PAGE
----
Become a member and get exclusive access to articles, live sessions and more!
Start Your Free Trial

Connie Crothers Quartet: Ontology

Lennie Tristano eventually wound up having a lot of impact on jazz through Bill Evans, who picked up a lot from him and passed it on to other musicians. Still, the great Tristano, who created a system of modern jazz that was an alternative to bop, should’ve had more influence. For some reason, even early disciples like Billy Bauer reverted to anonymous styles when they were outside of his context. There are still a few musicians who carry on in his tradition, however, as this CD illustrates.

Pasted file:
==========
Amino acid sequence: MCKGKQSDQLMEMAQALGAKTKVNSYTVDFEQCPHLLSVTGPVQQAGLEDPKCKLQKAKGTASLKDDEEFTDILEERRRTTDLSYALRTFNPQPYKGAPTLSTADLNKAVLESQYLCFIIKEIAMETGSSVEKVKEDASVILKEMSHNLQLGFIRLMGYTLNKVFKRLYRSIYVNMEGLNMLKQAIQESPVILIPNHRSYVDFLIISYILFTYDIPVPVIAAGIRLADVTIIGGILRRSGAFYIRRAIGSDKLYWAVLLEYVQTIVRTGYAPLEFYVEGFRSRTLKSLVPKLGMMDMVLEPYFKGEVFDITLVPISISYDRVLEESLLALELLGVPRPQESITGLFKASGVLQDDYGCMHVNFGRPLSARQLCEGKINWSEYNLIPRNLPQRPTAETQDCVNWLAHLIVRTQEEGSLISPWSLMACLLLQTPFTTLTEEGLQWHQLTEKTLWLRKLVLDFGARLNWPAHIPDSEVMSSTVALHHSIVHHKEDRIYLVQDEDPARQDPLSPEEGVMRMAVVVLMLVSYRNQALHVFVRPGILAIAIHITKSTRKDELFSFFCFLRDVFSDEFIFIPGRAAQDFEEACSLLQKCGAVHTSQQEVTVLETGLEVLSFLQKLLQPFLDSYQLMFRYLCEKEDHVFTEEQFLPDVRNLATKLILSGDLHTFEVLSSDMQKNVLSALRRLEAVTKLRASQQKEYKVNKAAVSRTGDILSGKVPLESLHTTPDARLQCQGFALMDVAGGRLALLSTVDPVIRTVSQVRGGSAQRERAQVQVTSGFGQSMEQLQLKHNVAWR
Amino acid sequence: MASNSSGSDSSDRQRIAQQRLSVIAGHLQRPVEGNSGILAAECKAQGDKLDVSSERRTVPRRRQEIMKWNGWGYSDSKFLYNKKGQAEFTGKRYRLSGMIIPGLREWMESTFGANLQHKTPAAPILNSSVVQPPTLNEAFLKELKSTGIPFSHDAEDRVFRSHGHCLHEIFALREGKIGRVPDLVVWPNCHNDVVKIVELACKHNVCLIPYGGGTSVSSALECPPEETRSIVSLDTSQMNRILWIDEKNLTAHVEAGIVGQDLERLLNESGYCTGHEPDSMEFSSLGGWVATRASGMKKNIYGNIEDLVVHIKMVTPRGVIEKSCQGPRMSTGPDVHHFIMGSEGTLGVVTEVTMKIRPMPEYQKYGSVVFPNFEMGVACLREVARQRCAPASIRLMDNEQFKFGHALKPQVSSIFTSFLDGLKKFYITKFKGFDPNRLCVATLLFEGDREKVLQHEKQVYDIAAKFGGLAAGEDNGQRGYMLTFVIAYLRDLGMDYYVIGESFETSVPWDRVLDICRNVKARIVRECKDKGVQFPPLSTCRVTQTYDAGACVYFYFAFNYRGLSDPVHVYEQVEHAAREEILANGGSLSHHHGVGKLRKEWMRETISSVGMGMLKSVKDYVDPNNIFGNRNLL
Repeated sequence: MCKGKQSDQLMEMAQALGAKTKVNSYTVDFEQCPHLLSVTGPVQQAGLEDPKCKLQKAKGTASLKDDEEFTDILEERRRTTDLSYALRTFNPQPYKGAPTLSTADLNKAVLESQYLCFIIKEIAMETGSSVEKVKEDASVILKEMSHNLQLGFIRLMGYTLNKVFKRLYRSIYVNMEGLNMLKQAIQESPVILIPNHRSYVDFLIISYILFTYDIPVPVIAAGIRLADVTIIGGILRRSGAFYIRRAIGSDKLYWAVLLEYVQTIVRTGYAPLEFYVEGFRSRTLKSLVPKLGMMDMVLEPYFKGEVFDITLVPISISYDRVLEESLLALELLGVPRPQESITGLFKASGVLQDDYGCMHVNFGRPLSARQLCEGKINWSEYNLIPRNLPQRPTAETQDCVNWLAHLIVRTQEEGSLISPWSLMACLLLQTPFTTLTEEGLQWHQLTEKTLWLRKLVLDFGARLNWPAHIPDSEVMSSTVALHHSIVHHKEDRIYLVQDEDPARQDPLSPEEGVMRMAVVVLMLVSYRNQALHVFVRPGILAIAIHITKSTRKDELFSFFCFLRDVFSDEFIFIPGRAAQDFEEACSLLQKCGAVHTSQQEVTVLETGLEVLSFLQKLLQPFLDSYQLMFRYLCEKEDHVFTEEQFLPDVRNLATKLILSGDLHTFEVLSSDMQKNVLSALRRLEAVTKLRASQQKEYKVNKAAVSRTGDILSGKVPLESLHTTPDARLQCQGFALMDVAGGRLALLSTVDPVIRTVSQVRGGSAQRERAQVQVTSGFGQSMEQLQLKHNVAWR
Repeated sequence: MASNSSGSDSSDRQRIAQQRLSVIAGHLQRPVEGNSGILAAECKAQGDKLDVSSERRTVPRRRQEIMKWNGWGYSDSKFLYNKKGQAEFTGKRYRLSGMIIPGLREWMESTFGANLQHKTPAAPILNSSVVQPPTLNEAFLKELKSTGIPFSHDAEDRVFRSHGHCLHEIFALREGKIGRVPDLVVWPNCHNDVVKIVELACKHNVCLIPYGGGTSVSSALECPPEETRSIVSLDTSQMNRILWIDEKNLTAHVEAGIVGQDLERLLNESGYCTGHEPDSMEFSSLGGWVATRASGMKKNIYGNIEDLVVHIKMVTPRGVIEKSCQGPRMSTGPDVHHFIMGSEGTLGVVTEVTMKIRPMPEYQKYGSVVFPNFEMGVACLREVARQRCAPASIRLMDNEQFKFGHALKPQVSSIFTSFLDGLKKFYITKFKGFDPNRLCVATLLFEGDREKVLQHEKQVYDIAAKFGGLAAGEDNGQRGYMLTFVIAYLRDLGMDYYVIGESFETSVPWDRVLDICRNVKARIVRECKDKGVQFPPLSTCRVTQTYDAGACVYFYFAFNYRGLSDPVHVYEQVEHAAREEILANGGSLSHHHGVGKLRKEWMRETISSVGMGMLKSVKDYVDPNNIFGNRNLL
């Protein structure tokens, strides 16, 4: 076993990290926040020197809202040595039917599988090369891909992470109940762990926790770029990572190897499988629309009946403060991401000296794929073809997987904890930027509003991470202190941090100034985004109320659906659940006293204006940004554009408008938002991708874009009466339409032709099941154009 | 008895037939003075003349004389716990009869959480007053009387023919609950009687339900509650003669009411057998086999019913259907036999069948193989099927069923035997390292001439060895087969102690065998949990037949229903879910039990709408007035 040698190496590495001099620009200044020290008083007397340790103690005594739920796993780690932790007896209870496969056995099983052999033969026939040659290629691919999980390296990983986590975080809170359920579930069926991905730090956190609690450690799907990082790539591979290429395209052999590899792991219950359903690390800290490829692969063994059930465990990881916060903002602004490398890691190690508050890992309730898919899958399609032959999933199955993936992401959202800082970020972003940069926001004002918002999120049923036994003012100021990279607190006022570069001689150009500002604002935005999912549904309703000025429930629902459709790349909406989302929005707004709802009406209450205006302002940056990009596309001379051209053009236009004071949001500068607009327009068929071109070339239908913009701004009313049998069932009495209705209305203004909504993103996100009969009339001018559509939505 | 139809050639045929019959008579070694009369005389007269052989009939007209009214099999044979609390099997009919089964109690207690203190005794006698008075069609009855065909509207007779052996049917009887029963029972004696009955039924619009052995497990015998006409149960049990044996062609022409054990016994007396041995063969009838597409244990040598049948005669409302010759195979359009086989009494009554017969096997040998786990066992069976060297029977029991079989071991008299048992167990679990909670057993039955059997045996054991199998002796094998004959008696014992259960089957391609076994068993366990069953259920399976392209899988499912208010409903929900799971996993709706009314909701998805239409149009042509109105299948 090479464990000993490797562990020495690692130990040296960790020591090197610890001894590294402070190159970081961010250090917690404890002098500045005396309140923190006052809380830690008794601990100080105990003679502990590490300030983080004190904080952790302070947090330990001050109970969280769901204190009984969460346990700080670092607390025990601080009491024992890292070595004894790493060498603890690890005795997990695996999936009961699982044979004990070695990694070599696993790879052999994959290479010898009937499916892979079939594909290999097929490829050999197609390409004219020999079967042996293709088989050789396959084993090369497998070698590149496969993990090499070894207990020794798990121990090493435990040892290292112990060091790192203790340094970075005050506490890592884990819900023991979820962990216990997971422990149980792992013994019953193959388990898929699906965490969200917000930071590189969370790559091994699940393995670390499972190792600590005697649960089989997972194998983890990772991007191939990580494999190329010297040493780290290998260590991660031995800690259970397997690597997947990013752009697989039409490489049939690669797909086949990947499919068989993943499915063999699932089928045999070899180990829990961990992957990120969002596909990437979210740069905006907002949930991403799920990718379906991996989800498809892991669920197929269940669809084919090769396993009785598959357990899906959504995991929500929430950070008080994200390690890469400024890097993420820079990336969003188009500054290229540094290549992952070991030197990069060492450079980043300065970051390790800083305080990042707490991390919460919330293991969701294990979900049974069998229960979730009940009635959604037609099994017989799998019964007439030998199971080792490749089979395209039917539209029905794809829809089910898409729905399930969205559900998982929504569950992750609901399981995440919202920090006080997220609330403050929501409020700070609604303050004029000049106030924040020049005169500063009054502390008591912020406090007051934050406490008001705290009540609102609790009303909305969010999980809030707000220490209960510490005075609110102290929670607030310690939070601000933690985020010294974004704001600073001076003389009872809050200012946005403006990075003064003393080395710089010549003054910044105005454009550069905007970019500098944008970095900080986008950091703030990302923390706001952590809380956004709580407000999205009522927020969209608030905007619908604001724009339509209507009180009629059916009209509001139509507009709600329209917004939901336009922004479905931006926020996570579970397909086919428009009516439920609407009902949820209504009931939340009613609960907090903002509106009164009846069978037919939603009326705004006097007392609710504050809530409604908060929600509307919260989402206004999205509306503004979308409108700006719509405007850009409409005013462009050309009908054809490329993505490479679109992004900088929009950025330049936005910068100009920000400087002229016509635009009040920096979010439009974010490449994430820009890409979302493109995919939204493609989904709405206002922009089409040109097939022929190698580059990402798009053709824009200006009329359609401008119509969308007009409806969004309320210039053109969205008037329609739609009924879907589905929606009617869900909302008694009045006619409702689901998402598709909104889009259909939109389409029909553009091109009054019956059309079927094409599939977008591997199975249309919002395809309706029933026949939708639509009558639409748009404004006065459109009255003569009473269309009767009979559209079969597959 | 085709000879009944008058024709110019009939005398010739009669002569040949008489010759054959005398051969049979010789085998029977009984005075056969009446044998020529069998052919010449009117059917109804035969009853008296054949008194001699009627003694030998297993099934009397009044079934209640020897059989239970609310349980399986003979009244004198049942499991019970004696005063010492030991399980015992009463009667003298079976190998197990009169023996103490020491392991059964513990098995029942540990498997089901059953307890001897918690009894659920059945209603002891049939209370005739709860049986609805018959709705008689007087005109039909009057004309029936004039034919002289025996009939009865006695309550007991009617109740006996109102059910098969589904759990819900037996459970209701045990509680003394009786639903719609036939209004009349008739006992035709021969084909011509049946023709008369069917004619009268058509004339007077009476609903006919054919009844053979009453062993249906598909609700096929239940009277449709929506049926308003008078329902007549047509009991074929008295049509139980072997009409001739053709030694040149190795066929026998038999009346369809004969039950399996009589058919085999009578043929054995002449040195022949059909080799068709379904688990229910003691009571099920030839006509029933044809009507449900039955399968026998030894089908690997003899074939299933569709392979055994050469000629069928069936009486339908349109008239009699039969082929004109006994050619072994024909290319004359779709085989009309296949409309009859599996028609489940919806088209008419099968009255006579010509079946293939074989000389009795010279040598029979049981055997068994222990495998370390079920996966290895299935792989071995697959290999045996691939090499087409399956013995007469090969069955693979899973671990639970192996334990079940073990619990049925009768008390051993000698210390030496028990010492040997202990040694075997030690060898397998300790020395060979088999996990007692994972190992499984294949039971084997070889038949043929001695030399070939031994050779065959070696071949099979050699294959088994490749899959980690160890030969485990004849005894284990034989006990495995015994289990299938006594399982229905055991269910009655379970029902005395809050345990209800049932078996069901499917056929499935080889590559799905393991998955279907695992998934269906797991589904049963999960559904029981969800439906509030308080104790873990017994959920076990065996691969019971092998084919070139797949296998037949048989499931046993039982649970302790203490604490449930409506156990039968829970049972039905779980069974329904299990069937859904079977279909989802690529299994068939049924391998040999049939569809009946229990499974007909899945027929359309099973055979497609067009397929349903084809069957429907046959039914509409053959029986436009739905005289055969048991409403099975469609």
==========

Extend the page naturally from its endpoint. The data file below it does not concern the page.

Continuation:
What’s nice about pianist Connie Crothers’ Ontology is that the members of the quartet on it aren’t slavish imitators of Tristano, Lee Konitz or Warne Marsh. Crothers has a sometimes dissonant and percussive, sometimes ethereal style of her own, and alto saxman Richard Tabnik’s playing is more vocal-inflected than Lee Konitz’s. Also, Tristano wanted bassists and drummers to do nothing but play time; bassist Sean Smith and drummer Roger Mancuso would’ve been too busy and unpredictable for him.

Start Your Free Trial to Continue Reading

Become a JazzTimes member to explore our complete archive of interviews, profiles, columns, and reviews written by music's best journalists and critics.
Originally Published